Great blog here. Namaste! N

  31. Have you heard about a paleo bread coming out at the end of June 2012? Made by the Jillian Bakery. Looks intriguing – no grains and low carbs.

  32. “What say you guys? How does a regular fellow without a food processor or microwave do cauli rice?”
    “Paul – break down and join the 21st century. I am sort of kidding you, but, it would be so much easier. If you want to remain a Luddite …”

    I had to laugh at this exchange on a blog devoted to going PRIMAL!!! Thanks for my daily guffaw 🙂

  33. My staple vegan food right now is a ph balanced super dish. 1/2 quinoa and veggies. I combine 1 tomato, handful of chopped cilantro, fresh ginger, 1/2 of lemon’s juice, cayenne pepper, powdered ginger, powdered shitake mushroom and a heaping scoop of sunwarrior (warrior blend) (On a side note I find liquid proteins useless without food as they pass right through and stress the kidneys). I eat with Nori sushi paper. I use a little organic salsa to give it some kick. I eat very little fats also which is a huge factor in digestion. I do use 2 3-6-9 oil pills with each meal (fish oil). (This somewhat mimics the Incans war balls). I have found I can’t thrive without fish oil. I used to use a lot of coconut and nuts. I am finding by just allowing nature to provide me most of my fats naturally along with some 3-6-9 pills my fats don’t get out of wack. After all if the Incans could baffle us building pyramids in the middle of the jungle they must have been on to something with their sacred staple Quinoa (which when taken from them they lost their power). Quinoa is the key to stength and power as a vegan.

    1. Their soil may not have been depleted of minerals, etc.

  34. Several pizza parlors have delicious gluten free crusts. I buy them without topping and eat them like bread. I love them. Fireside Pie has a good one about $ 5 or $6.

  35. I love using caulifower as a substitue for rice or mashed potatoes (grated or mashed, and steamed). Also turnips/parsnips on occasion (roasted or mashed). Also love zucchini for it’s ability to pick up flavours, and cut into slivers to mimic pasta and diced to add a “fullness” to sauces. Eggplant is good but I never seem to get the right texture from it…And (high nutrient not button) mushrooms…amazing in ANYTHING to add texture and flavour. Spaghetti squash is also amazing, even just with butter n spices. And pumpkin, also great in coconut curries as well as traditional spices. I also indulge occasionally in green split peas as their protein and fibre content is through the roof.

  36. Disclaimer: You have most likely heard this question or complaint before, but I am fairly new to Paleo…

    After doing some research, I still cannot understand, for the life of me, why it is not o.k., even beneficial (or maybe even preferable) to allow pseudograins and certain higher carb foods in the Paleo diet if you fit into any or all or combination of the following three categories: you’re active, you have hypothalmic amenorrhea, or if you are breast-feeing?

    Can someone point me to some good resources? Books? Other of Mark’s articles? What is the original book on Paleo? (There are SO many out there…and some are over the top (Whole30)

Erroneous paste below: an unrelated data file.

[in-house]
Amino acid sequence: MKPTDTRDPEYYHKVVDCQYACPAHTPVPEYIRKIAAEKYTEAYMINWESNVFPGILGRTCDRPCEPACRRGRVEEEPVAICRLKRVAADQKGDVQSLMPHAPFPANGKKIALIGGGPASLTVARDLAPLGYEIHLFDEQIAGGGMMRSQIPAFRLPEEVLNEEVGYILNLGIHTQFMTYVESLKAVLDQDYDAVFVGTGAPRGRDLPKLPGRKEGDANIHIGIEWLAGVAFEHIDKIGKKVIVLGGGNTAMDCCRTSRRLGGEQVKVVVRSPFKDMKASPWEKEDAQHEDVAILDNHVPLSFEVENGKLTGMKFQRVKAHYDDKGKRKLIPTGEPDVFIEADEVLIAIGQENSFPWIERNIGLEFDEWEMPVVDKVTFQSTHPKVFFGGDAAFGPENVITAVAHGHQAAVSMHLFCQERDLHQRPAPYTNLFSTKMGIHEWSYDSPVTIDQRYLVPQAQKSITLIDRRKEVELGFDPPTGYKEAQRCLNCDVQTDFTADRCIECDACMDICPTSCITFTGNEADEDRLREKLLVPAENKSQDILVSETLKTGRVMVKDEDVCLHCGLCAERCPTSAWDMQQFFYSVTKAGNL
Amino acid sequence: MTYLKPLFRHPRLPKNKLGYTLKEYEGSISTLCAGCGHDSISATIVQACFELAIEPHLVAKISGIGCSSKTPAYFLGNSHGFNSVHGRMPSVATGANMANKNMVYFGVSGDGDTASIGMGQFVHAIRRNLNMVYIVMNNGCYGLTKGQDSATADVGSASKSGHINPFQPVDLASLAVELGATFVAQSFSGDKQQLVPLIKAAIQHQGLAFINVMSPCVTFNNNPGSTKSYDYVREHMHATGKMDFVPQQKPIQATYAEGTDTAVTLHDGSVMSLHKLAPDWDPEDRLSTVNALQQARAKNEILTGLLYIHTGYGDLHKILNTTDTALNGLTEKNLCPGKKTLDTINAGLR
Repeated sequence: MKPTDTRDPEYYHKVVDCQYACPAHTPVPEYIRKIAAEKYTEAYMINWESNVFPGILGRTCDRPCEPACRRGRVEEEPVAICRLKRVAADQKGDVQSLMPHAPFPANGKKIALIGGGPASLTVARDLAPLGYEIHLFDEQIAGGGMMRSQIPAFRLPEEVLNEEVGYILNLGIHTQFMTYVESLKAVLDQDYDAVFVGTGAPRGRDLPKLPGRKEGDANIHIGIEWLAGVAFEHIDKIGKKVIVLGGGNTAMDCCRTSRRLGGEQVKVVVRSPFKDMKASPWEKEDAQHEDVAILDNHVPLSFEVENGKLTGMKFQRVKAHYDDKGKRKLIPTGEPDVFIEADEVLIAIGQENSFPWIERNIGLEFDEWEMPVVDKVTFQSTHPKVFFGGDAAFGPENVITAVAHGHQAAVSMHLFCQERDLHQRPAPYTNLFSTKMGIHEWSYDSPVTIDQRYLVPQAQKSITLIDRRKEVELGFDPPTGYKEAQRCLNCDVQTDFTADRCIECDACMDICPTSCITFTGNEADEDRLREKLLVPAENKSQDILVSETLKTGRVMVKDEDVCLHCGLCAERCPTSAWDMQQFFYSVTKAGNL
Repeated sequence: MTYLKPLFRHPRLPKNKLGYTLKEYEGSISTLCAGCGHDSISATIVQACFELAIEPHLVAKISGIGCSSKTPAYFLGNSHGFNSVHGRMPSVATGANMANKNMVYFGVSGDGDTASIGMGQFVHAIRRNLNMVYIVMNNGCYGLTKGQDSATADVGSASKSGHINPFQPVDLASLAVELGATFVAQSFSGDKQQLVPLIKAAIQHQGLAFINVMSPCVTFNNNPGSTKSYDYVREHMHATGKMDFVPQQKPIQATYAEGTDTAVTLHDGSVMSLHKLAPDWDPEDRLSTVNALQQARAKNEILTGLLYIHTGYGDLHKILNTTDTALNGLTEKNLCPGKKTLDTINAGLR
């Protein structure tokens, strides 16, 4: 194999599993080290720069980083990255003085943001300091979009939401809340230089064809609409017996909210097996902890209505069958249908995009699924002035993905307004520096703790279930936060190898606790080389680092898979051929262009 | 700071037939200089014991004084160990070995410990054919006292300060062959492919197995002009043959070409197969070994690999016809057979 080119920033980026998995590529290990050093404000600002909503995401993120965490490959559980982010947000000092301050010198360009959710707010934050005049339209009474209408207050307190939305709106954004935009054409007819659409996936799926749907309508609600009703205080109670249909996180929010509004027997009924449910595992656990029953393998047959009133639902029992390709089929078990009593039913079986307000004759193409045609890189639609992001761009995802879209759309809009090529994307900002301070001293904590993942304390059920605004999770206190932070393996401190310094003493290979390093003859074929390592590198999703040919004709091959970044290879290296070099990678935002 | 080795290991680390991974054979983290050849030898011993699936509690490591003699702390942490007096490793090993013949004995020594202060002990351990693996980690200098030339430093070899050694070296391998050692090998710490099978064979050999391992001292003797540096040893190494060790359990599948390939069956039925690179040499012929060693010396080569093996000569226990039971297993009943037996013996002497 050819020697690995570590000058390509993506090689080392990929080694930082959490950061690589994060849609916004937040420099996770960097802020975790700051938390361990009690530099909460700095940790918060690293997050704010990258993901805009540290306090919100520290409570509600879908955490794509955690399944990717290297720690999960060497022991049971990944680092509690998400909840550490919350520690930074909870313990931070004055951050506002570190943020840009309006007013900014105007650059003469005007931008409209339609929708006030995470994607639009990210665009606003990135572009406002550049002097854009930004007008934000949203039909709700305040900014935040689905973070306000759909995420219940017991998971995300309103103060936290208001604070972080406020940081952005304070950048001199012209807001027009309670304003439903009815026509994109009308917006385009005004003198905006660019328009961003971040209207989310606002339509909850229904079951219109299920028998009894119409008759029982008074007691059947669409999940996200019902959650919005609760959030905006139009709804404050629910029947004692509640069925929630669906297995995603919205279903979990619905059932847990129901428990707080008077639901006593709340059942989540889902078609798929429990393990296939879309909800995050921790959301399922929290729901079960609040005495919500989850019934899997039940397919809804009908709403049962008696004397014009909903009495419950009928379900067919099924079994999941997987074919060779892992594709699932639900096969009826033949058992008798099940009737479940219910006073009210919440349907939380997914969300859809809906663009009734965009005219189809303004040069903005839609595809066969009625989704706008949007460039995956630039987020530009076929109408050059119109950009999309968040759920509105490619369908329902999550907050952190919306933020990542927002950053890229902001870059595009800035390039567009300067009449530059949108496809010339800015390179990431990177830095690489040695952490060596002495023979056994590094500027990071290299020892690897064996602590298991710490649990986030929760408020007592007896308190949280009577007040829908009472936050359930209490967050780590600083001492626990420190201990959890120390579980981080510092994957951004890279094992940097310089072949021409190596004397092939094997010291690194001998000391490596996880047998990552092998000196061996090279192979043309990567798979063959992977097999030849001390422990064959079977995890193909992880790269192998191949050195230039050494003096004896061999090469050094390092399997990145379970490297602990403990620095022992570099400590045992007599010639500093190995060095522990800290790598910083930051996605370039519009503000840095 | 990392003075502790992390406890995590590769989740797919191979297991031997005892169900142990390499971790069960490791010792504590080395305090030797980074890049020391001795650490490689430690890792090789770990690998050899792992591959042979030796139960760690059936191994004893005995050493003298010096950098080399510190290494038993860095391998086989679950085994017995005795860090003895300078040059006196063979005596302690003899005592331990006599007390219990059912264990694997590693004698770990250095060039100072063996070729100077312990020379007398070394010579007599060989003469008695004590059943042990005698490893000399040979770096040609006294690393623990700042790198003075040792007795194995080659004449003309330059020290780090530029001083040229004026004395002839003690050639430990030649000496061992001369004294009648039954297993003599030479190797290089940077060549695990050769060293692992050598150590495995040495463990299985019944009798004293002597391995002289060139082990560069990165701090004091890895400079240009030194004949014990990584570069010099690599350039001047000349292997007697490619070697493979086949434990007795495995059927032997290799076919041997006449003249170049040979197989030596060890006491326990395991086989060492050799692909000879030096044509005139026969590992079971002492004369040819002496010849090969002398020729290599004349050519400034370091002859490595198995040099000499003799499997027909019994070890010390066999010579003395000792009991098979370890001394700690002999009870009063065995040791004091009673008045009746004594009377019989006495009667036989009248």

Thanks so very much. Any help would be appreciated for this little lady…

  37. Hi, I’ve been experimenting with a semi-primal diet (kind of mixed with the traditional foods: lacto-fermented/sprouted), and I was wondering if anyone knows what sprouting quinoa does to its nutritional profile? Or any of the other grains, say buckwheat, amaranth, millet, barley, oats, etc…

    If you sprout them first, are they still considered a grain? To what degree would they need to be sprouted? Just to the point of a rootlet peeking out of the seed husk, or must you allow them to fully germinate and produce cotyledons?

  38. I am particularly interested in the use of konnyaku noodles with Thai foods.
    The nutritional breakdown and type of plant they originate from would be fascinating. Thanks’ Petra 1.

  39. Useful info. Fortunate me I found your site by chance, and I’m stunned why this twist of fate did not came about earlier! I bookmarked it. Rippln App – rippln Mobile – rippln mobile

  40. How did you make that eggplant sandwich? It looks amazing and I couldn’t find a recipe for it on your site. Thanks! Love you, Mark!

  41. It just turned chilly where I live, and I found a recipe the other day for chicken thighs with apples and onions over polenta with sharp cheddar. I used the same basic premise as mashed cauliflower “potatoes” but added a bit more liquid in the form of chicken stock and cream. Then I pureed the crud out of it. It was delicious, and it had a nearly identical texture to soft polenta (i.e., the kind you could eat with a spoon rather than fry into cakes).

  42. I thought I was safe with a little bit of quinoa and found myself so bloated by about 5 pounds, total inflammation and intestinal trouble. I can actually handle gluten better than quinoa. Having said that, everyone else does rather well with it. I can also handle all potatoes very well. If I’m really needing some carbs my first option is the sweet potato, but every now and again I eat white potatoes, with no appetite increase (from glycemic load) and no weight gain or problems. I guess it all comes down to knowing what you can eat. My husband can do the quinoa and be just fine. We both follow primal blueprint most of the time.

  43. Crumbled mushrooms are a great replacement for ground meat in chili and stews.

  44. I bought into the HFLC and paleo ideologies. I don’t know if the arguments are more persuasive or it just fits my personality. But on a LCHF my LDL went to 300 and on a ‘moderate’ fat and moderate carb diet, my LDL went down but my inflammation went up. All this has cost me about 30 lbs. I was not looking to be skinny, I was a solid 190 and now and a super-lean (but skinny) 160. Eat fat, but not too much, eat carbs, but not too much, eat protein but not too much. Meanwhile I am turning into a 90 lb weakling. Is high LDL from diet as bad as chronically high LDLie Familial hypercholesterolemia ?

  45. Never think like that before, the alternative of grains. Surely it’s a worth reading. I should try Quinoa one day.

  46. For first few days, I think it’s hard to take grain alternative. I will try 2-3 days. Let’s see what happened then…

    By the way many thanks.